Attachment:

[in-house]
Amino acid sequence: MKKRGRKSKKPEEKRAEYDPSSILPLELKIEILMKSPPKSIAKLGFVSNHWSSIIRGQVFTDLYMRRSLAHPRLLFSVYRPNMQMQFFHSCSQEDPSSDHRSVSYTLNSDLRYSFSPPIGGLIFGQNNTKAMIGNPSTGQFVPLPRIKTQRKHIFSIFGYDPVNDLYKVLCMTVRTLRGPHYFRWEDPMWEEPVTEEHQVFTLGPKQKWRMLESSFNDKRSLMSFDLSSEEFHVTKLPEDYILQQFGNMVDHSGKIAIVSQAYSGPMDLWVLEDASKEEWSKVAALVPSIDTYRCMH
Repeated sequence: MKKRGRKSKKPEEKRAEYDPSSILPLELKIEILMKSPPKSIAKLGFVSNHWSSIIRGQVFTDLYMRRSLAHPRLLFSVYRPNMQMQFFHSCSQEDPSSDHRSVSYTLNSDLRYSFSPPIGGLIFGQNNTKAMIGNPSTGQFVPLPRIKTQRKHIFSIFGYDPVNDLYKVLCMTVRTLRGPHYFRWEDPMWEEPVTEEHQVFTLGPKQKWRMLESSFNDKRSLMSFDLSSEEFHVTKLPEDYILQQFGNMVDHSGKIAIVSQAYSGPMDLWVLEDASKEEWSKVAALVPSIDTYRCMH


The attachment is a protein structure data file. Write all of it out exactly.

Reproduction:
[in-house]
Amino acid sequence: MKKRGRKSKKPEEKRAEYDPSSILPLELKIEILMKSPPKSIAKLGFVSNHWSSIIRGQVFTDLYMRRSLAHPRLLFSVYRPNMQMQFFHSCSQEDPSSDHRSVSYTLNSDLRYSFSPPIGGLIFGQNNTKAMIGNPSTGQFVPLPRIKTQRKHIFSIFGYDPVNDLYKVLCMTVRTLRGPHYFRWEDPMWEEPVTEEHQVFTLGPKQKWRMLESSFNDKRSLMSFDLSSEEFHVTKLPEDYILQQFGNMVDHSGKIAIVSQAYSGPMDLWVLEDASKEEWSKVAALVPSIDTYRCMH
Repeated sequence: MKKRGRKSKKPEEKRAEYDPSSILPLELKIEILMKSPPKSIAKLGFVSNHWSSIIRGQVFTDLYMRRSLAHPRLLFSVYRPNMQMQFFHSCSQEDPSSDHRSVSYTLNSDLRYSFSPPIGGLIFGQNNTKAMIGNPSTGQFVPLPRIKTQRKHIFSIFGYDPVNDLYKVLCMTVRTLRGPHYFRWEDPMWEEPVTEEHQVFTLGPKQKWRMLESSFNDKRSLMSFDLSSEEFHVTKLPEDYILQQFGNMVDHSGKIAIVSQAYSGPMDLWVLEDASKEEWSKVAALVPSIDTYRCMH